It was dreaded, expected, almost forgotten and then ultimately made official on April 24: Popular National Endowment for the Arts (NEA) chairman William Ivey has announced plans to exit his job in September.
Immediately after the Presidential election of Republican George W. Bush, there were rumors in the arts community that Ivey would probably be replaced. When that did not occur, there was a rash of speculation within the same circles, including one suggestion that Vice President Dick Cheney’s wife wanted "something in the arts." In the short term, however, the rumors died down and Ivey’s spokespeople announced that the popular folklorist and former Nashville resident had signalled the White House that "he could work with the new administration."
Then the Washington Post reported (April 25) that Ivey "unexpectedly announced yesterday that he would step down in September."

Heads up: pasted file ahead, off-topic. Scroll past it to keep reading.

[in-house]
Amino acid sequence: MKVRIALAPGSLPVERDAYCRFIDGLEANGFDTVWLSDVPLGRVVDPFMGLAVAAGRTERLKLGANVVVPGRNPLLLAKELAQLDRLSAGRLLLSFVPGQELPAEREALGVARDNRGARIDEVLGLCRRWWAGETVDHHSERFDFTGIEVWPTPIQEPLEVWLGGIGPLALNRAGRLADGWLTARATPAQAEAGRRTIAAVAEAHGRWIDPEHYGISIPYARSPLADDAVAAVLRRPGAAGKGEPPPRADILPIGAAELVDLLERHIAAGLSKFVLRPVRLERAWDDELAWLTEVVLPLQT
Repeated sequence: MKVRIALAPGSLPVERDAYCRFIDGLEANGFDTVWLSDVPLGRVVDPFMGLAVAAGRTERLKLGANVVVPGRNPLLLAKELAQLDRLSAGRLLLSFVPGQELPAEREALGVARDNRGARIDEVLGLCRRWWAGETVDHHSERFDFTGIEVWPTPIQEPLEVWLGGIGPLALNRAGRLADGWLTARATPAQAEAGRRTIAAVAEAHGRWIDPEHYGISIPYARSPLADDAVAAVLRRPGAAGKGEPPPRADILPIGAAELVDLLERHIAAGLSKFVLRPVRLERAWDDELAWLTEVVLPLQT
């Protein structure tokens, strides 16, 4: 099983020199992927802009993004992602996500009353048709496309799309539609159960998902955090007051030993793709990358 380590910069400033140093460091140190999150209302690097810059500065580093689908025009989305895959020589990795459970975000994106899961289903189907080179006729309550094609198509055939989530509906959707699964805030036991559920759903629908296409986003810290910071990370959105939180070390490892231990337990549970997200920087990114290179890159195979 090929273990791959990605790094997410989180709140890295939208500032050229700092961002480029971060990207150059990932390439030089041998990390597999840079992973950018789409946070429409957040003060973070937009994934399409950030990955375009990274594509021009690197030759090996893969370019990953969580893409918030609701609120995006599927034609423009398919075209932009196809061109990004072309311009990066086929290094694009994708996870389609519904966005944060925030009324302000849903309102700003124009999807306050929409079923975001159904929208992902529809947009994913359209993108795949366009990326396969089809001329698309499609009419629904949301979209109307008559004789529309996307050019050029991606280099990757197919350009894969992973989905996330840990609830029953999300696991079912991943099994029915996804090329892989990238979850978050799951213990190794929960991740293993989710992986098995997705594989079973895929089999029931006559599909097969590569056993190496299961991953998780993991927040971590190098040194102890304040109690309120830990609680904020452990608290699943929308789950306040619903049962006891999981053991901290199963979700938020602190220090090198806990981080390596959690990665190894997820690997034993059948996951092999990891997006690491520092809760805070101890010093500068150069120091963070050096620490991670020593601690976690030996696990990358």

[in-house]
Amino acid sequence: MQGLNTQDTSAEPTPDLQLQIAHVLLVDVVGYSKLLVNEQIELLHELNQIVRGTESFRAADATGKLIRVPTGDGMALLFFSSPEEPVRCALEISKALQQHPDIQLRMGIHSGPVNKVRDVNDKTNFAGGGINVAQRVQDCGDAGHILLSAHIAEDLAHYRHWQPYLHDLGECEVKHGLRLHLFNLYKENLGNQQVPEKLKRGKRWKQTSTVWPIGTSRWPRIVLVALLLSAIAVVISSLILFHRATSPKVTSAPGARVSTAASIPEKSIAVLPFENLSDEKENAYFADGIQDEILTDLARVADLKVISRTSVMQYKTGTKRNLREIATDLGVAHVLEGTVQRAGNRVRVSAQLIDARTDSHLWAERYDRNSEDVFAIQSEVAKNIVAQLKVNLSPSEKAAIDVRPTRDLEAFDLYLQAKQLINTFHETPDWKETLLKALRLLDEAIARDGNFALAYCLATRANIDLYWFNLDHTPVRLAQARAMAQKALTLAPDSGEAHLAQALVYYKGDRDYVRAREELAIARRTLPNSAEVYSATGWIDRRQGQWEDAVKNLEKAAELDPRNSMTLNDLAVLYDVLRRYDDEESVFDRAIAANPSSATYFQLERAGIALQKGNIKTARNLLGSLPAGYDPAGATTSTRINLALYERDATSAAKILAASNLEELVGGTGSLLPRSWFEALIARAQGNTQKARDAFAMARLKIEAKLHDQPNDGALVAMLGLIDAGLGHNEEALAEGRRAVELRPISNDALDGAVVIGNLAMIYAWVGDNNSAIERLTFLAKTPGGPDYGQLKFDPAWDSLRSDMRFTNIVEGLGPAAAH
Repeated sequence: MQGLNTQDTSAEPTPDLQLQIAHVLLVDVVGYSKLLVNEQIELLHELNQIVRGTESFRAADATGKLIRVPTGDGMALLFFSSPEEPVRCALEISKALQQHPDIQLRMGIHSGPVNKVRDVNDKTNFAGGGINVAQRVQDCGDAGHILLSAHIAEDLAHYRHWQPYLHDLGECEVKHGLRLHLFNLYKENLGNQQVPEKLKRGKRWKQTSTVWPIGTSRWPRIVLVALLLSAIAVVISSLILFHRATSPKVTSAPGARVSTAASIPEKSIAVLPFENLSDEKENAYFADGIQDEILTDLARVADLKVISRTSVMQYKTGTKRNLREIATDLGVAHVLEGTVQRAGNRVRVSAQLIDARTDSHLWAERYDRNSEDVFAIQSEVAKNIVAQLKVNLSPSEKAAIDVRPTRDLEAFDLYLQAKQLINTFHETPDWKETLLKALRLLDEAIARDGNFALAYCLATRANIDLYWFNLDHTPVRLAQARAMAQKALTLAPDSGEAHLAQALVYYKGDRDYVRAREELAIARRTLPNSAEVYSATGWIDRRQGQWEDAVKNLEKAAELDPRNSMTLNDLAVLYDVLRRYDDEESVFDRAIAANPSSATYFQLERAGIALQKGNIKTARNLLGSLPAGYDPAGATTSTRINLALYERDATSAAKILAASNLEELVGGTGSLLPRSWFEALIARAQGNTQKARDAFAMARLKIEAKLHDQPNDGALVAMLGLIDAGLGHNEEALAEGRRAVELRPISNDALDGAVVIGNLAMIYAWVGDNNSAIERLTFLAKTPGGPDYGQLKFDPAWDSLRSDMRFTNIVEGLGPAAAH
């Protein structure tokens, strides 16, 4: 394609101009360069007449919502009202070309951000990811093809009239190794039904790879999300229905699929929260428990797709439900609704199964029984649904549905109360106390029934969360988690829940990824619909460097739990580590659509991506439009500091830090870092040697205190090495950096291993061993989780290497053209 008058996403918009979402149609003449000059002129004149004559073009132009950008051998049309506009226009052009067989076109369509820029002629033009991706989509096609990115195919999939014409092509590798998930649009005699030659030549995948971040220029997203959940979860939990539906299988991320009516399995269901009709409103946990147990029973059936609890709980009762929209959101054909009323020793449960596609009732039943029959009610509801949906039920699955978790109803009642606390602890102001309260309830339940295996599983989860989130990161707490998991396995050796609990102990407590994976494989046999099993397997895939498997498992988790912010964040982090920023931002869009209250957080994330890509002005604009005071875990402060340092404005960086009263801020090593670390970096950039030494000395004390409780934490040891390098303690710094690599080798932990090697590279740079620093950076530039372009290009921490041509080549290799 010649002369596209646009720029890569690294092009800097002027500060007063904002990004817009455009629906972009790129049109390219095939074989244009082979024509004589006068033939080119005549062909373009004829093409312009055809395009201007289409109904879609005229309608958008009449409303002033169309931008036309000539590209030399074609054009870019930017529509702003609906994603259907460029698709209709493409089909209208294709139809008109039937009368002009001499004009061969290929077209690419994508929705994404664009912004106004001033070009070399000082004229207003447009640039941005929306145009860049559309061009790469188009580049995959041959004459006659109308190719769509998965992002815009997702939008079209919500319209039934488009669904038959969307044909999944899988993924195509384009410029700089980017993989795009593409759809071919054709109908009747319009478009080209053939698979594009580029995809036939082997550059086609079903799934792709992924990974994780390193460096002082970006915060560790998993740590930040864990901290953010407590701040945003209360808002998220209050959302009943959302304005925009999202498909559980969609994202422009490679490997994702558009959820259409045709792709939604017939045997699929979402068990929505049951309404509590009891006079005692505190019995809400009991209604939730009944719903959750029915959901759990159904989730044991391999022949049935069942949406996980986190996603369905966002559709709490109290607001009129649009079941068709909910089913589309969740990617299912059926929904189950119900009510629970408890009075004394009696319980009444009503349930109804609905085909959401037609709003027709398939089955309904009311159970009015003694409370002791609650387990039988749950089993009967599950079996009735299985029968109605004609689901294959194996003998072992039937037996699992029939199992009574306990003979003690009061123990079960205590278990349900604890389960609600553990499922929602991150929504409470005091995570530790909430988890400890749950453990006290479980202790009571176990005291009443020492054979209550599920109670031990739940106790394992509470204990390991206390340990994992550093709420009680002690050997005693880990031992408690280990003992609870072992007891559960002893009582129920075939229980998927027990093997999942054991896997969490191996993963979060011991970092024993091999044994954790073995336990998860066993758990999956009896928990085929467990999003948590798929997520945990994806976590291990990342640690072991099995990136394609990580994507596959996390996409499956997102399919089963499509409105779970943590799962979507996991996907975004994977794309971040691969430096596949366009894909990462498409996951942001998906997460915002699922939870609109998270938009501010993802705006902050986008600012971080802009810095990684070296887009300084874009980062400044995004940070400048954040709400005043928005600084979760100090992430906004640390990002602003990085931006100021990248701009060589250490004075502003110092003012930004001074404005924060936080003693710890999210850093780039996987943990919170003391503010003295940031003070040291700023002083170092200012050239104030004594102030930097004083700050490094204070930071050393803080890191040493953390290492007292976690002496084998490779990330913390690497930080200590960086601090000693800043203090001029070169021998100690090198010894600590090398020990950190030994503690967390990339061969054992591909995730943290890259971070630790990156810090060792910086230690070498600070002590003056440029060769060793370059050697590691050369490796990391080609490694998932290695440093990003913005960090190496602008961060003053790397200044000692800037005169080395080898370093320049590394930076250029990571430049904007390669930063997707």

On April 26, an agency spokesperson told Playbill On-Line she could confirm that report stating, "September 30 is the day he’s set for his last day." The spokesperson added that Ivey would not be doing any interviews until July.
Obvious questions are raised by Ivey’s resignation. In the immediate future, there may or may not be changes in strategy at the agency. Information on that issue is expected from Ivey’s office soon. In terms of replacing Ivey, questions about a search or any Bush administration criteria connected with the selection of a new NEA chair were referred by both the NEA and the White House Presidential Personnel Office to the White House Press Office. A call to a White House spokesperson was not returned at press time. —By Murdoch McBride